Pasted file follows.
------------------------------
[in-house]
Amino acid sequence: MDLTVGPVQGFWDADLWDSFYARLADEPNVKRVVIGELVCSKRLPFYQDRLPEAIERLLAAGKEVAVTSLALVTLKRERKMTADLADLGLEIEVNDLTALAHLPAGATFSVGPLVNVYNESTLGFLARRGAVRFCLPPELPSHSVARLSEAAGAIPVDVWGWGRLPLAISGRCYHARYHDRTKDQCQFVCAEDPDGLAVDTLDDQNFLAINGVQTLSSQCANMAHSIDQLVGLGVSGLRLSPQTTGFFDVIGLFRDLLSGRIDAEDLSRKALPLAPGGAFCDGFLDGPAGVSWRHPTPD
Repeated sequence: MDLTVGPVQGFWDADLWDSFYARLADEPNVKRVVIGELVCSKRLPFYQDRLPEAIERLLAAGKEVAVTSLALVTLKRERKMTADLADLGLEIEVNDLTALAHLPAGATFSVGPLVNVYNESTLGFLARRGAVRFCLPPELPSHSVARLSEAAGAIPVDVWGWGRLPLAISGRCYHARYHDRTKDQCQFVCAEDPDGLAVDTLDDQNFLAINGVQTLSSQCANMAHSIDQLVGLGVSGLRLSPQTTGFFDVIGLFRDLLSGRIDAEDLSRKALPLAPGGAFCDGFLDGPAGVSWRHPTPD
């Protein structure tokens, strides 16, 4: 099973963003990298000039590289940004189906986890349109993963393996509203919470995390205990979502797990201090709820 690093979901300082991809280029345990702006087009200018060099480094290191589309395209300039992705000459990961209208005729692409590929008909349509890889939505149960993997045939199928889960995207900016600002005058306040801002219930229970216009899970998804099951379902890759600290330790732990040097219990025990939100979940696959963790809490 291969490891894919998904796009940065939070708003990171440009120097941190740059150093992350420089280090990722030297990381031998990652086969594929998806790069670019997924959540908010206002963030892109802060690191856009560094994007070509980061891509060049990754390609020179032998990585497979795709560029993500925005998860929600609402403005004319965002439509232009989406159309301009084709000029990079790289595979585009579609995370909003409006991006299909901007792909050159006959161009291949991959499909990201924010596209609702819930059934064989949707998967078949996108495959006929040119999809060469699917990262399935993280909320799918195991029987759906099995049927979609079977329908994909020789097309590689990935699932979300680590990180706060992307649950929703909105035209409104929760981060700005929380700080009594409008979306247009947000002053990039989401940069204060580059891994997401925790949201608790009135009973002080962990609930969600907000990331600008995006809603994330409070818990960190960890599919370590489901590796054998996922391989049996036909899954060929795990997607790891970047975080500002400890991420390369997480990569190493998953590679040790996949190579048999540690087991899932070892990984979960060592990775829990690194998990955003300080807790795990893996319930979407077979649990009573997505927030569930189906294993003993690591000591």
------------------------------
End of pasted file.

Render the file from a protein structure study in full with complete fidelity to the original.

[in-house]
Amino acid sequence: MDLTVGPVQGFWDADLWDSFYARLADEPNVKRVVIGELVCSKRLPFYQDRLPEAIERLLAAGKEVAVTSLALVTLKRERKMTADLADLGLEIEVNDLTALAHLPAGATFSVGPLVNVYNESTLGFLARRGAVRFCLPPELPSHSVARLSEAAGAIPVDVWGWGRLPLAISGRCYHARYHDRTKDQCQFVCAEDPDGLAVDTLDDQNFLAINGVQTLSSQCANMAHSIDQLVGLGVSGLRLSPQTTGFFDVIGLFRDLLSGRIDAEDLSRKALPLAPGGAFCDGFLDGPAGVSWRHPTPD
Repeated sequence: MDLTVGPVQGFWDADLWDSFYARLADEPNVKRVVIGELVCSKRLPFYQDRLPEAIERLLAAGKEVAVTSLALVTLKRERKMTADLADLGLEIEVNDLTALAHLPAGATFSVGPLVNVYNESTLGFLARRGAVRFCLPPELPSHSVARLSEAAGAIPVDVWGWGRLPLAISGRCYHARYHDRTKDQCQFVCAEDPDGLAVDTLDDQNFLAINGVQTLSSQCANMAHSIDQLVGLGVSGLRLSPQTTGFFDVIGLFRDLLSGRIDAEDLSRKALPLAPGGAFCDGFLDGPAGVSWRHPTPD
């Protein structure tokens, strides 16, 4: 099973963003990298000039590289940004189906986890349109993963393996509203919470995390205990979502797990201090709820 690093979901300082991809280029345990702006087009200018060099480094290191589309395209300039992705000459990961209208005729692409590929008909349509890889939505149960993997045939199928889960995207900016600002005058306040801002219930229970216009899970998804099951379902890759600290330790732990040097219990025990939100979940696959963790809490 291969490891894919998904796009940065939070708003990171440009120097941190740059150093992350420089280090990722030297990381031998990652086969594929998806790069670019997924959540908010206002963030892109802060690191856009560094994007070509980061891509060049990754390609020179032998990585497979795709560029993500925005998860929600609402403005004319965002439509232009989406159309301009084709000029990079790289595979585009579609995370909003409006991006299909901007792909050159006959161009291949991959499909990201924010596209609702819930059934064989949707998967078949996108495959006929040119999809060469699917990262399935993280909320799918195991029987759906099995049927979609079977329908994909020789097309590689990935699932979300680590990180706060992307649950929703909105035209409104929760981060700005929380700080009594409008979306247009947000002053990039989401940069204060580059891994997401925790949201608790009135009973002080962990609930969600907000990331600008995006809603994330409070818990960190960890599919370590489901590796054998996922391989049996036909899954060929795990997607790891970047975080500002400890991420390369997480990569190493998953590679040790996949190579048999540690087991899932070892990984979960060592990775829990690194998990955003300080807790795990893996319930979407077979649990009573997505927030569930189906294993003993690591000591």